ATSB obtains drone operator’s certificate to assist investigations

written by australianaviation.com.au | July 26, 2017

The Australian Transport Safety Bureau (ATSB) has obtained a remotely piloted aircraft (RPA) operator’s certificate to assist with its investigations.

The certificate will allow the ATSB to use RPAs, more commonly referred to as drones, to “gather data and evidence during its on-site investigations”.

ATSB transport safety investigation manager Derek Hoffmeister has been designated chief remote pilot, while there other investigators have qualified to operate the DJI Phantom 4 that is capable of producing high-fidelity resolution photography of the accident site.

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“The RPAS brings significant capability to our investigations,” Hoffmeister said in a statement.

“Investigators are now able to undertake an initial site survey to check for safety hazards before entering the site, and we can perform site mapping more quickly and with more accurate measurements.”

Civil Aviation Safety Authority (CASA) acting chief executive and director of aviation safety Graeme Crawford alongside Transport Safety Investigation Manager Derek Hoffmeister and ATSB Chief Commissioner Greg Hood. (ATSB)
Civil Aviation Safety Authority (CASA) acting chief executive and director of aviation safety Graeme Crawford alongside Transport Safety Investigation Manager Derek Hoffmeister and ATSB Chief Commissioner Greg Hood. (ATSB)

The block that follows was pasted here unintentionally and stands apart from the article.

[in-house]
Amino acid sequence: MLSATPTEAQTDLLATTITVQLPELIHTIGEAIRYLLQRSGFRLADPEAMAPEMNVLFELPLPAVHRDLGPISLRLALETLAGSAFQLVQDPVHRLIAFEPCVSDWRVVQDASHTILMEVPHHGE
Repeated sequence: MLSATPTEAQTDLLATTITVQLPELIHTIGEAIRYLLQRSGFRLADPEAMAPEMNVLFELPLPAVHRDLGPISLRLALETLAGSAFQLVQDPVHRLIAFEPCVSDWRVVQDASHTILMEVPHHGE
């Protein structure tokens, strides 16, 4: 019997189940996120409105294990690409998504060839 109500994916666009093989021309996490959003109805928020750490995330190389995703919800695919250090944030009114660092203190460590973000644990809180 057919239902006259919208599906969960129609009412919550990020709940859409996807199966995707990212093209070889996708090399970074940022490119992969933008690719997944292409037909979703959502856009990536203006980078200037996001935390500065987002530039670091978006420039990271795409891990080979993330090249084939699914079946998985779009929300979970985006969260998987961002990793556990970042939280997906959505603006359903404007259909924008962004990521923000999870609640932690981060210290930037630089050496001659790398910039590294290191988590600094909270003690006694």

Although the DJI Phantom 4 was below the threshold weight that would require an operator’s certificate, ATSB chief commissioner Greg Hood said having that qualification meant the drone would be flown under the Civil Aviation Safety Authority’s (CASA) regulatory framework “in the safest possible manner”.

“People who are flying RPAS commercially should follow the lead of the ATSB and gain their Remote Pilot Operator’s Certificate, regardless of the size of the RPAS they’re using,” Hood said.

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“This will afford them the flexibility and preparedness to fly any kind of drone or deal with any changes to rules or regulations.”

The Civil Aviation Safety Authority (CASA) July Briefing note said it had issued fines to three people totalling $3,240 for a breach of safety regulations while flying recreational drones.

The incidents involved a drone flying over an Easter egg hunt, at a wedding and over Sydney Harbour restricted airspace.

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2 Comments

  • T. D

    says:

    Prohography ??
    Don’t forget to log your hours boys.

    • australianaviation.com.au

      says:

      Thanks, typo now fixed!

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